How to Use ViVeTool to Enable Experimental Windows Features

Key Takeaways

  • ViVeTool is a third-party tool that allows you to enable experimental features on your Windows PC.
  • It has both GUI and command-line versions. The GUI version is easier to use for those without command-line expertise, while the command-line version provides more flexibility.
  • ViVeTool is safe to use, but it’s important to create a restore point before use, as the Windows features you enable may not be stable.

Do you want to try out experimental features on Windows to stay ahead of the curve? One way to do that is by joining the Windows Insider Program. However, Microsoft gradually rolls out these experimental features to Insiders, meaning you might not get immediate access or, in some cases, not even be selected for the controlled rollout. This is where ViVeTool steps in.

ViVeTool is a third-party tool that allows you to enable experimental Windows features on your computer. But how does this tool work, and is it safe to use? Let’s find out.

Before knowing about ViVeTool, it’s essential to understand the Windows Feature Store. It is a system component that manages Windows features. These features can be anything from updating the navigation pane to adding a new Task Manager to introducing tabs in File Explorer.

While these features serve diverse purposes, their main goal is to reduce the size of Windows updates. This is done by adding unfinished features in earlier updates, allowing Microsoft to incrementally refine them and enable them permanently once they’re stable. Moreover, if a feature harbors a major bug or security flaw, Microsoft can easily disable it.

Windows Insider builds often contain numerous features that are disabled by default. These features represent upcoming functionalities that haven’t been officially announced yet, or those for which you haven’t been selected in their controlled rollout. Fortunately, ViVeTool, a third-party console tool, allows you to manipulate the Windows Feature Store and activate these features.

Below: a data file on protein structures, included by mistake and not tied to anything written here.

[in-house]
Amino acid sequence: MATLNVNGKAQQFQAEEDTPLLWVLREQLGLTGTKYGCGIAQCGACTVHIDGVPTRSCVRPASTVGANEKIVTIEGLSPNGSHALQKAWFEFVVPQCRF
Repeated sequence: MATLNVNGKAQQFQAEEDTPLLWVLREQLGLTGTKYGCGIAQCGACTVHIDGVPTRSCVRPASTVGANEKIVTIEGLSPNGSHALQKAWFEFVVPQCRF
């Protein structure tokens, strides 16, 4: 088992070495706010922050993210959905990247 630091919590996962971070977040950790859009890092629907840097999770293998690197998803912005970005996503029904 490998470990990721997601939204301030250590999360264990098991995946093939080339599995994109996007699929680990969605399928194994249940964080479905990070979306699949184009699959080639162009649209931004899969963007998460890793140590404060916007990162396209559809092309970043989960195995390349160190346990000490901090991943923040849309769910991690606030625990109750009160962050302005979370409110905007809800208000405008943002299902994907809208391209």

ViVeTool interacts with the Windows Feature Store by using feature IDs. Each feature in the Windows Feature Store possesses a unique ID, which ViVeTool uses to toggle the feature’s state. By default, feature IDs are set to state 0, indicating the feature’s normal behavior. To disable a feature, you’ll need to change its state to 1. Conversely, to forcibly enable a feature, you’ll need to set its state to 2.

You might be wondering whether ViVeTool is safe to use, especially since it modifies the state of Windows features. The answer is that ViVeTool itself is safe to use, but the features you enable using it might not be safe for your computer.

ViVeTool toggles on or off features that are already present in the Windows Feature Store. It doesn’t install any additional features on your device. However, the features you enable using ViVeTool are often experimental and may contain bugs or security flaws. This means that enabling an experimental feature could potentially damage your computer.

Therefore, it is important to proceed with caution when using ViVeTool. You should only enable an experimental feature if you’re prepared to deal with its potential consequences. Ideally, you should wait for Microsoft to release the stable version of a feature before enabling it.

However, if you’re eager to try out new features before anyone else, make sure to back up your data and create a restore point first. Additionally, it is recommended to use a virtual machine rather than your main system to test experimental features.